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Arthouse Movie Listings July 23-29, 2014 

Wednesday, Jul 23 2014
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Artists' Television Access. Sistah Cinema: Celebrating Black Lesbian Motherhood: A touring trio of short films, including If She Grows Up Gay, Brooklyn's Bridge to Jordan, and Crossover. Fri., July 25, 8 p.m. $7-$10 suggested donation. sistahsinema.com. 992 Valencia, San Francisco, 824-3890, www.atasite.org.

Balboa Theater. The White Stripes: Under Great White Northern Lights: Jack & Meg White bring Detroit rock to the masses of Canada in this film documenting the duo's 2007 tour up north. Thu., July 24, 7:30 p.m. $7.50-$10. 3630 Balboa, San Francisco, 221-2184, www.balboamovies.com.

The Castro Theatre. 34th Annual San Francisco Jewish Film Festival: July 24-Aug. 3. sfjff.org. 429 Castro, San Francisco, 621-6120, www.castrotheatre.com.

Century San Francisco Centre 9 and XD. Best Movie Fest Ever!: The event name may be a more than a little hyperbolic, but if you like musical films with exclamation points in their titles, then dance your way down to see digitally restored versions of Oklahoma!, Moulin Rouge!, and Hello, Dolly! at the mall. Sat., July 26; Tue., July 29. 845 Market, San Francisco, 538-8422, www.cinemark.com.

Clay Theatre. Yves Saint Laurent: Pierre Niney portrays the titular fashion designer in this biopic by French director Jalil Lespert. Daily. Magic in the Moonlight: Woody Allen's latest romantic comedy stars Colin Firth as a 1920s magician who tries to expose psychic medium Emma Stone as a phony, but she may have a few tricks of her own up her sleeve. Starting July 25. Daily. The Rocky Horror Picture Show: The Bawdy Caste performs onstage while the ultimate cult film plays in the background. Last Saturday of every month, 11:59 p.m. $9-$10. 2261 Fillmore, San Francisco, 267-4893, www.landmarktheatres.com/Market/SanFrancisco/SanFrancisco_Frameset.htm.

Embarcadero Center Cinema. Begin Again: Writer/director John Carney's follow-up to Once stars Mark Ruffalo as a frustrated record exec who takes young songstress Keira Knightley under his wing. Daily. Obvious Child: Writer-director Gillian Robespierre makes a winning debut with this fresh and unfiltered abortion comedy (no, seriously) starring Jenny Slate. Daily. Boyhood: Richard Linklater spent 12 years filming this acclaimed coming-of-age tale in which the actors grow up right before your eyes during the film's 165-minute running time. Daily. Land Ho!: What sets this amiable comedy apart from other bros-on-a-road-trip flicks is not only the sexegenarian age of its stars, but the fact that the road itself is in remote Iceland. Starting July 25. Daily. A Most Wanted Man: Anton Corbijn (Control) adapts John le Carré's espionage novel into a slow-fuse spy thriller, with the late Philip Seymour Hoffman leading a cast that also features Willem Dafoe, Rachel McAdams, and Robin Wright. Starting July 25. Daily. 1 Embarcadero Center, San Francisco, 267-4893, www.landmarktheatres.com/market/SanFrancisco/EmbarcaderoCenterCinema.htm.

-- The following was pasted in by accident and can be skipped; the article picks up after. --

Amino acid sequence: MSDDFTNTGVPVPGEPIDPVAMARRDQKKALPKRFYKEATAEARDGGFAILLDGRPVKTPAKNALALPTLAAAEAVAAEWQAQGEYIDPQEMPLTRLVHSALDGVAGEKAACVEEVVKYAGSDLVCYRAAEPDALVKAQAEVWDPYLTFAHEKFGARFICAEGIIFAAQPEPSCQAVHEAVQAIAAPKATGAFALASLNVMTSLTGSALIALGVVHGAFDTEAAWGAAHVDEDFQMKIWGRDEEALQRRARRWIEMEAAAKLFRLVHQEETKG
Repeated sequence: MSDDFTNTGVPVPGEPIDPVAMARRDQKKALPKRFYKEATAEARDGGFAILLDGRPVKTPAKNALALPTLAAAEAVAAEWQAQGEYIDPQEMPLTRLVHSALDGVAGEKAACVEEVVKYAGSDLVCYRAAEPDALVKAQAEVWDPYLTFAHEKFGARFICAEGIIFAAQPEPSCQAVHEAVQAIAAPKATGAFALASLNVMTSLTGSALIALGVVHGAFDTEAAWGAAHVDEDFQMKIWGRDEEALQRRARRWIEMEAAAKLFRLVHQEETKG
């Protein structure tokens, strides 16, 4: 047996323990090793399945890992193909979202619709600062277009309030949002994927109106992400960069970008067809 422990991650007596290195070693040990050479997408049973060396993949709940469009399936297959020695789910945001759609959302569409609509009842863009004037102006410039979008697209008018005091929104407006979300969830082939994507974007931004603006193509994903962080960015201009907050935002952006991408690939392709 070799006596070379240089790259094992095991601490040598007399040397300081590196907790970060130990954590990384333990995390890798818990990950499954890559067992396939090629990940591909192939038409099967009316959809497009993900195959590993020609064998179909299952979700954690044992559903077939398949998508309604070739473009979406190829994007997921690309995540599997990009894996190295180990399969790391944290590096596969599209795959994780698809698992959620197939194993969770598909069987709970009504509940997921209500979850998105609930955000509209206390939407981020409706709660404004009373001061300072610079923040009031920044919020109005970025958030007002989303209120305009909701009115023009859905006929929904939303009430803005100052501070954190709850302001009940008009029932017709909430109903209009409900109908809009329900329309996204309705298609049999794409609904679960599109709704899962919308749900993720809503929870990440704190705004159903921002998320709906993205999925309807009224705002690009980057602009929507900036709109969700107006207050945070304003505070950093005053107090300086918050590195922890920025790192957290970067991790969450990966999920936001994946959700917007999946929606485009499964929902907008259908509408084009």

Exploratorium. Saturday Cinema: Weekly thematic film screenings presented in the Kanbar Forum by the Exploratorium's Cinema Arts program. Saturdays. Free with museum admission. Pier 15, San Francisco, 528-4444, www.exploratorium.edu.

Multiple Bay Area Locations. 34th Annual San Francisco Jewish Film Festival: With eight world premieres among its five dozen films — and many more that have never been screened in the Bay Area before — SFJFF34 arrives just in time to provide a much-needed creative distraction from the current political crisis in Israel. Here dramas coexist peacefully with comedies, serious documentaries run alongside lighthearted nighttime parties, and there's even a special day dedicated to "healing the world, one film at a time." You won't have to cross any international borders to experience this, but you may have to drive a little: The SFJFF takes place in numerous cities around the region, including San Francisco (Castro Theatre), Oakland (Grand Lake Theater, New Parkway), Berkeley (California Theatre, Berkeley Rep), San Rafael (Christopher B. Smith Rafael Film Center), and Palo Alto (CineArts). July 24-Aug. 10. Regular programs $12-$14 (festival pass $295). sfjff.org. San Francisco, N/A.

New People. 2014 Japan Film Festival of San Francisco: The J-Pop Summit Festival hosts this weeklong series of screenings that features multiple premieres among its selection of dramas, comedies, documentaries, anime films, music videos, and more. Through July 27. $13-$15. jffsf.org. 1746 Post, San Francisco, 525-8630, www.newpeopleworld.com.